But you, O LORD, are a shield around me;
you are my glory, the one who holds my head high.
What is your glory? What is it that you value most in life? What is the thing about you that people are most likely to praise? Again I ask: What is your glory? Or, in light of Psalm 3:3, it might be better to ask: Who is your glory?
In Psalm 3:3, David acknowledges that God is his protector (“a shield around me”) and the one who gives him confidence (“the one who holds my head high”). Between these two affirmations, the Hebrew original reads simply, “My glory” (kevodi). This phrase could mean that David seeks God’s glory more than anything else. Or it could mean that David understands his personal glory to be a gift from God. In a sense, both are true, of course. As David seeks to glorify God above all, not only is God honored, but also God lifts up David and honors him.
If we glorify God, he will glorify us. Yet, we must be careful not to turn this truth into some kind of self-centered formula that limits God’s sovereignty. Many Christians have lived for God’s glory and have received pain, scorn, and even martyrdom in this life. Their glory lies beyond the grave. So, we live for God’s glory, not primarily because of what we will receive, but because God deserves it.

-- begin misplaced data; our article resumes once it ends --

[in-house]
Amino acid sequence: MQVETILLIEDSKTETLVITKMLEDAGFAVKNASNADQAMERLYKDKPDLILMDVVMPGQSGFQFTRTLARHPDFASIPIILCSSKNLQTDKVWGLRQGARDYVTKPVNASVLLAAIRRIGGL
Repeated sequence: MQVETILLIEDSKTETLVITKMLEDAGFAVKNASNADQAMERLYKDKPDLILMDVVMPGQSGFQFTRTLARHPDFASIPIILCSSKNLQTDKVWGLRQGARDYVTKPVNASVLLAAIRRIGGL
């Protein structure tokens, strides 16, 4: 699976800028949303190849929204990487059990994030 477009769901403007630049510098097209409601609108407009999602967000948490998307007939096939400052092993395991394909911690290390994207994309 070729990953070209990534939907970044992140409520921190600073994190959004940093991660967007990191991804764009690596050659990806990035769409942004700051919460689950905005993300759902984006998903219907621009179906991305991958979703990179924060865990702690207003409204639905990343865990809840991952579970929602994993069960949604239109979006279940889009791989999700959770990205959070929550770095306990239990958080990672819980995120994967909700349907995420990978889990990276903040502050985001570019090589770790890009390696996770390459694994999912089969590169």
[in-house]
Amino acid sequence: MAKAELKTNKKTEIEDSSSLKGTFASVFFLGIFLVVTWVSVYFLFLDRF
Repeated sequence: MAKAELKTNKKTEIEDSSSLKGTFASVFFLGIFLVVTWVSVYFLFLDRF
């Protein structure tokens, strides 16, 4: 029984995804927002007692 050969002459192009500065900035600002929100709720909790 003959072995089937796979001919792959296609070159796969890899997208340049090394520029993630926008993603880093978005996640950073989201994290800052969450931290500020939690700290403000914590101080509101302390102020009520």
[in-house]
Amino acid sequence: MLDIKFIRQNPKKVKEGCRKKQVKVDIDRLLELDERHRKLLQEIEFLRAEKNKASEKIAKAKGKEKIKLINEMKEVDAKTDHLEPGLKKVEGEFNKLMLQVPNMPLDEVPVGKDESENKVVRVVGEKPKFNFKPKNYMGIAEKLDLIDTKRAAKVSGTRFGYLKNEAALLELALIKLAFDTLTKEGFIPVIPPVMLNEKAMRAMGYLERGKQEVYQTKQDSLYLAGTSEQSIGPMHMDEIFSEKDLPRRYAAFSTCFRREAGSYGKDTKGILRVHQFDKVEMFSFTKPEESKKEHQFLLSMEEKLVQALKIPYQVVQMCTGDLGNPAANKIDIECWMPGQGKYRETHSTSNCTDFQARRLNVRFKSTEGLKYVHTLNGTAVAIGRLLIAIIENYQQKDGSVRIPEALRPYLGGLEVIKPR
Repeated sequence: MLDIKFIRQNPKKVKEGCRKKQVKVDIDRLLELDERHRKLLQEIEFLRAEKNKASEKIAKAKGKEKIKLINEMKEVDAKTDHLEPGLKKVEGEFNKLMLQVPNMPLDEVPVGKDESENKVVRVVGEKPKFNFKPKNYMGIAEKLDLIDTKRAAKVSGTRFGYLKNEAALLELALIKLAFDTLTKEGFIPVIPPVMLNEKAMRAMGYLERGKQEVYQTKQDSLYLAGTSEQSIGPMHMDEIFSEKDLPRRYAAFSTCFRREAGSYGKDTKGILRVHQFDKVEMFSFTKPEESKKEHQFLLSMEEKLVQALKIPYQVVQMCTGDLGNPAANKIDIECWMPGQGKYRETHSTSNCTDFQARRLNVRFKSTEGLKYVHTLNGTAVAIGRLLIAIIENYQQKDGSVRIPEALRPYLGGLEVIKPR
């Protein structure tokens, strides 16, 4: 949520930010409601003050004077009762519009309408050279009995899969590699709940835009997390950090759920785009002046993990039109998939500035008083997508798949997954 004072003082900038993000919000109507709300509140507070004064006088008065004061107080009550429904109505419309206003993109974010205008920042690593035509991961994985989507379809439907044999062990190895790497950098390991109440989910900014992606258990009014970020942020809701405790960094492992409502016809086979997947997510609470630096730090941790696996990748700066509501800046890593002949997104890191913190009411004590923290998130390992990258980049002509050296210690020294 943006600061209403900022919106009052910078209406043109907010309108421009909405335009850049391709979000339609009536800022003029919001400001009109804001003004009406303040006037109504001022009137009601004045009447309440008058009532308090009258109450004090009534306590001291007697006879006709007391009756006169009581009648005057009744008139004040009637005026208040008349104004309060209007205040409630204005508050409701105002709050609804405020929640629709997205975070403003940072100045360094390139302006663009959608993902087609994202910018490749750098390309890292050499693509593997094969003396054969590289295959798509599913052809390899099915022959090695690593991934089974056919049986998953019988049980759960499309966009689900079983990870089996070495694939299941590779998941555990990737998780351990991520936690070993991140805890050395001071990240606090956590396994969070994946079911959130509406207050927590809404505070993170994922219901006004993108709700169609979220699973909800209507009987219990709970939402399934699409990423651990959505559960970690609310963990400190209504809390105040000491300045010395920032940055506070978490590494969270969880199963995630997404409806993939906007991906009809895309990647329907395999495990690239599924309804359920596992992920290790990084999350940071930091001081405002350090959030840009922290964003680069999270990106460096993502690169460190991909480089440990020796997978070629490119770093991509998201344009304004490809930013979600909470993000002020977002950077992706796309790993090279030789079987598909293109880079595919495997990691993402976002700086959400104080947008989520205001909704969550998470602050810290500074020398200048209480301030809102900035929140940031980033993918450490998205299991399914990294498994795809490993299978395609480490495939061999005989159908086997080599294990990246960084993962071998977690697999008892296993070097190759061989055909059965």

Living for God’s glory doesn’t mean that we have to start filling our mouths with religious language. Rather, we make God our glory by seeking to honor him in all that we do. If God is my glory, then I will offer all that I am to him all of the time. I will seek to be faithful so that people might catch a glimpse of God through the window of my life. I will be happiest, not when people say I am great, but when they say God is great.
So, what is your glory? Who is your glory?
QUESTIONS FOR FURTHER REFLECTION: What are the things that truly motivate you each day? What helps you to live for God’s glory? What hinders you? How might your life be different if you were to seek God’s glory above all today?
PRAYER: Glorious and gracious God, I wish I could say without hesitation that you are my glory. Yes, I do live for your glory at times. But, there are also times when I seek my glory most of all. Forgive me for getting my “glories” mixed up. Help me, by your Spirit, to live my life for you and your glory. May I be a channel of your grace and a reflection of your truthful love in my part of the world. Amen.
Here’s how . . . .
This devotional comes from The High Calling: Everyday Conversations about Work, Life, and God (www.thehighcalling.org). You can read my Daily Reflections there, or sign up to have them sent to your email inbox each day. This website contains lots of encouragement for people who are trying to live out their faith in the workplace. The High Calling is associated with Laity Lodge, where I work.